And not only is the past thrown into disarray, but also the present and the future. I pointed out how even the most sincere and genuine acts of kindness from the now-truthful addict can be a trigger to his wife, reminding her of all the false and manipulative overtures he made in the past. Yes, today his actions might be blameless, but they are linked in her memory to the actions that were not.

Thus, the husband trying to repair the marriage with acts of goodness is like trying to fix a crumbling building by stacking new floors on top of it. Those new floors might be sound and whole, the very finest of design, but their added weight is only going to hasten the collapse and soon the whole thing will come down, good and bad parts alike.

The addict and his wife are stuck in a situation where anything they do to try and prop up the falling structure only sets off more problem areas. Finally, they might realize that they have to stop trying to save a fundamentally ruined structure. And, counter-intuitively, that might just be the thing they need to save their marriage.

Letting Go)

I have known many couples in recovery that just admitted that their marriage had failed, stepped back from the problem, and watched it collapse at their feet. And then they started talking about how to build a new one. They realized that they could start the relationship over from scratch. They could pour a new foundation there at ground zero.

The old marriage vows were now a sham, they had been broken to the point of losing all meaning. So rather than trying to revitalize them, why not renounce them for the empty promises that they were and make all-new commitments instead? The couple’s memories are marred by the Jekyll-and-Hyde performance of the addict weaved through them all. So why not accept that those memories’ former luster has been lost and start making new ones instead?

It can be such a relief to realize that you don’t have to solve this architectural problem at all. You don’t have to marry two opposite realities together. You can instead assign all that was flawed and broken to the past and all that is hopeful and good to the future.

Some of the couples I have known that made this discovery bought new rings, had a new vow ceremony, and started counting their anniversary from the day they recommitted themselves to one another. It might sound like a strange thing to do, it certainly goes out of the normal convention, but really why not? It is an irregularity that is more congruent with life as they were experiencing it. Perhaps they didn’t realize it at the time, but so much of their confusion was because they were trying to fit stereotypes of love and marriage that didn’t fit their situation. There’s nothing to say that you can’t and shouldn’t alter the signs and symbols of love and marriage to match the one that you actually have before you.

In Due Time

Before I close off this topic, I must point that none of the couples in our recovery group took this step on day one. It would have been hugely premature to say, “let go of the past and hold on to now,” when “now” was still totally enmeshed with the “past.” Most of us addicts were still learning how to even live soberly from day-to-day, and it wouldn’t do to make new marriage vows that wre then broken a second and a third time.

It is prudent to wait until you are actually ready to live the new life before you make a solemn symbol of it. Better to not start pouring the new foundation until you have learned the fundamentals of architecture. Better to not say it is for real this time until you really mean it. And not only that you mean it right now in this moment, but you know that you will still mean it tomorrow.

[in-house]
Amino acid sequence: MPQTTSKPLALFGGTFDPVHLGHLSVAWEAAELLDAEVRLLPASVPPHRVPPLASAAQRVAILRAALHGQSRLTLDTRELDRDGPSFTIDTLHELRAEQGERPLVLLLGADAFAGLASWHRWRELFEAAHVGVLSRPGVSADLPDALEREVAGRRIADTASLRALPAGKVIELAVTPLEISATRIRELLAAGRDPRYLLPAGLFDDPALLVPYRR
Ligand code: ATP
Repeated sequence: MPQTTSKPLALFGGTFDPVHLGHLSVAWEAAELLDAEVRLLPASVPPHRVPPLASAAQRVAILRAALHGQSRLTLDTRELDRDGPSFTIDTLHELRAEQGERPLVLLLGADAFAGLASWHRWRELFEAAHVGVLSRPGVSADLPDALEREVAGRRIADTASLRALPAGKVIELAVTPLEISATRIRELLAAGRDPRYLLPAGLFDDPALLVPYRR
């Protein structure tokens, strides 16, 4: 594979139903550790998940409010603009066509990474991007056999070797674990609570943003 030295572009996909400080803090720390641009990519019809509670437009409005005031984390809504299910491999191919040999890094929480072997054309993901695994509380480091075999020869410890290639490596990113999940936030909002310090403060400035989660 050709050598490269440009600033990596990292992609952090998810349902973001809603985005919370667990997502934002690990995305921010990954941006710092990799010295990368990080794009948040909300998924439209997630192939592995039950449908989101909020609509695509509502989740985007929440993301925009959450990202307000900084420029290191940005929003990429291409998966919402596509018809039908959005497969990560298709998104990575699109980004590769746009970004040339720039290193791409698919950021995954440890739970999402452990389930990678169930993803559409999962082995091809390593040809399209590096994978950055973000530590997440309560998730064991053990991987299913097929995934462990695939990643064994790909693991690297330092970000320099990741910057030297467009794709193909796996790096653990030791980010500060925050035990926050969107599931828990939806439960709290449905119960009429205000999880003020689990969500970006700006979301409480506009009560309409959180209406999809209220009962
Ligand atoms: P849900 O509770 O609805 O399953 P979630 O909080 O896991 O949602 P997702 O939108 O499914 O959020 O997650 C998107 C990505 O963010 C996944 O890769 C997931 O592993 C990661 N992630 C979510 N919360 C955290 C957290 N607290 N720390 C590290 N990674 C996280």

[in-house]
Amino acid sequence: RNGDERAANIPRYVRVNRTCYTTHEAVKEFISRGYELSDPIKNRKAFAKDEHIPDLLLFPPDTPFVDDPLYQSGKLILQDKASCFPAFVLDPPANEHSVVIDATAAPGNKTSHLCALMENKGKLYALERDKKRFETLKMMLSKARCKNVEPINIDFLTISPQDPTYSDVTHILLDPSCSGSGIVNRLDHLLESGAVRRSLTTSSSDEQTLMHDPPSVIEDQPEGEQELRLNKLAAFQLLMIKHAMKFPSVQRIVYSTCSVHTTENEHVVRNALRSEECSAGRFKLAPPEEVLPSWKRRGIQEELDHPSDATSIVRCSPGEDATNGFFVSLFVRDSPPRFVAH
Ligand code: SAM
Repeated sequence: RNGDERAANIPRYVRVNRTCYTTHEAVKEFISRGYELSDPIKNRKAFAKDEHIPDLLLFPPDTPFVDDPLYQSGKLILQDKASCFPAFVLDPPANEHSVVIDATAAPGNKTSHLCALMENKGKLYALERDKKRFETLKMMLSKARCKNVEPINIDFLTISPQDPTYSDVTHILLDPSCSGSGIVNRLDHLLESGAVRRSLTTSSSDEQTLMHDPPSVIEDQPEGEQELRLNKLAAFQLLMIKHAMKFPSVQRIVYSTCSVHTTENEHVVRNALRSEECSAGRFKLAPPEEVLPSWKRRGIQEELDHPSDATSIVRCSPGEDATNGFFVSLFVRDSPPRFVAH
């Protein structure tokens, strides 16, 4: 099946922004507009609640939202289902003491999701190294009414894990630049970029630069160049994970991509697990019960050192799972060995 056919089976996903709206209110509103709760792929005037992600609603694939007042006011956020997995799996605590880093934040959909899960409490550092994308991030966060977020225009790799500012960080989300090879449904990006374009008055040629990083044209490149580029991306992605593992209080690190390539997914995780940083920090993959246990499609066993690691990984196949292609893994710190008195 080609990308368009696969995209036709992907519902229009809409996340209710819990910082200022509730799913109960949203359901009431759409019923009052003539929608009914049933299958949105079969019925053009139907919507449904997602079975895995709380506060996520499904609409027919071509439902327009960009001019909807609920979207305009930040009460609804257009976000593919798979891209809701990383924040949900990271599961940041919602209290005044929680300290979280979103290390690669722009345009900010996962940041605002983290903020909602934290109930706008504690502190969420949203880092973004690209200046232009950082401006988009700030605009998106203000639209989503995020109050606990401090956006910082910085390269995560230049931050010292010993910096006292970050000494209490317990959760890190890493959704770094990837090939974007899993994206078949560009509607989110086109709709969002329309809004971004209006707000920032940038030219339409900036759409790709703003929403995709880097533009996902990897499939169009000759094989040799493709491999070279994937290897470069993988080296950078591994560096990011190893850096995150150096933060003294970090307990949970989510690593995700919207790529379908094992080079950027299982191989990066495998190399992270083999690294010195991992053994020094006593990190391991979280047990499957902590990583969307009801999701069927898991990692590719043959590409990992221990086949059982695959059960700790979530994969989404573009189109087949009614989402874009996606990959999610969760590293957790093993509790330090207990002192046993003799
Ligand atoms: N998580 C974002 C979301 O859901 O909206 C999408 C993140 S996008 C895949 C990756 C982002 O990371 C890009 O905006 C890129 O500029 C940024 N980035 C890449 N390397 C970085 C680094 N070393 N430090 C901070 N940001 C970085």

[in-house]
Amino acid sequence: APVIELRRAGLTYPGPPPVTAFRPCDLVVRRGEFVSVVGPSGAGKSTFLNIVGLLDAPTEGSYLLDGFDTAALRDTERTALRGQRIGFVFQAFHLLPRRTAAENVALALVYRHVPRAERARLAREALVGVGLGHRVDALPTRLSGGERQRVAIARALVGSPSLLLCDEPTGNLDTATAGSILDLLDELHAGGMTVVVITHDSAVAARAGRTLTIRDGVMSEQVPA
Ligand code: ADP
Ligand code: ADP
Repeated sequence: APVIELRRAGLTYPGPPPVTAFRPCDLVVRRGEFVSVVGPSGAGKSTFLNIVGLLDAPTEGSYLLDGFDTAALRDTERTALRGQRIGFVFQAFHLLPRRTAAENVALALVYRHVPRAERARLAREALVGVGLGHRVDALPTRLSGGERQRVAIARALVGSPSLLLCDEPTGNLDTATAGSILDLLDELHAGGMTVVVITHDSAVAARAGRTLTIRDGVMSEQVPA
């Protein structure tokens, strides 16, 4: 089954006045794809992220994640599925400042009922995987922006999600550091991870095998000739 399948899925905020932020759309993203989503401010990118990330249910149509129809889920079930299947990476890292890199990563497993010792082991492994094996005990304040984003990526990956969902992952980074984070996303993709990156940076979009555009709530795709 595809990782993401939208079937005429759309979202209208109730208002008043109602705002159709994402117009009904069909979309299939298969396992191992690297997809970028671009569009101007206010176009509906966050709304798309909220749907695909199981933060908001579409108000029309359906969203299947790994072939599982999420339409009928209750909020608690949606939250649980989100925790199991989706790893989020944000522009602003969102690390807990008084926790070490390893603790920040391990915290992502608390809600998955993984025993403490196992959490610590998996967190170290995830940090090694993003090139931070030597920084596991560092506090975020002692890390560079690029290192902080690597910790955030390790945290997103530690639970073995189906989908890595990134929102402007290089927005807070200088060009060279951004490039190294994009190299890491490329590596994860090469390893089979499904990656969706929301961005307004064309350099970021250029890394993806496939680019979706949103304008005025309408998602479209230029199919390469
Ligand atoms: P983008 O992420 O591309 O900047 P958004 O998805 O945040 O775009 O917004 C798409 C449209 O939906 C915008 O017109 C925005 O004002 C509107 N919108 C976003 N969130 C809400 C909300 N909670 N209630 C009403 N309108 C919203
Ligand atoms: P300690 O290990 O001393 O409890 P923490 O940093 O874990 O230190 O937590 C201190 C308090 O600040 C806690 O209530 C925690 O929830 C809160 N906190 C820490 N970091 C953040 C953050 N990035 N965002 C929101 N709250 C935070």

Put another way, it is good to commit to the better future, but neither of you can do that until you are first ready to totally let go of the past.

A New Foundation: Part One

The Trauma in Disclosure)

I’ve spent several weeks discussing different aspects of addiction and its effects on a relationship. I’ve talked about the journeys of both the perpetrator and victim of abuse, and the anger in the spouse after she learns how the addict has been secretly acting out behind her back. Today I will continue with these themes and analyze one other aspect of addiction and relationship, that of rebuilding a marriage after the initial trauma of disclosure.

It is essential for every addict to make a full and complete disclosure to his wife. Given that he may have decades of shameful behavior hidden away, it may not be possible or prudent to list every offensive action he has done, but he should be willing to go into as thorough detail as his wife asks of him. She has the right to know all the things that he should have been telling her over all the years. At the same time, the addict must understand that this disclosure is going to cause significant trauma. She deserves to hear the truth, but it’s likely to rock her to her very core.

After such a disclosure, it is entirely possible for the wife to question whether the marriage can continue at all. Even if the husband is sincere about his desire to recover, she may feel that irreparable damage has been done. One of the most common feelings a wife will describe is that all of their marriage had been built upon a lie. Every tender and sacred moment she thought she had with her husband is now marred by the fact that he was lying through his teeth all along. It is as if the man she thought she loved in all of these memories has suddenly been replaced with a monster she never knew. Where once thinking of these times gave her joy, now they only bring sadness.

Different Views)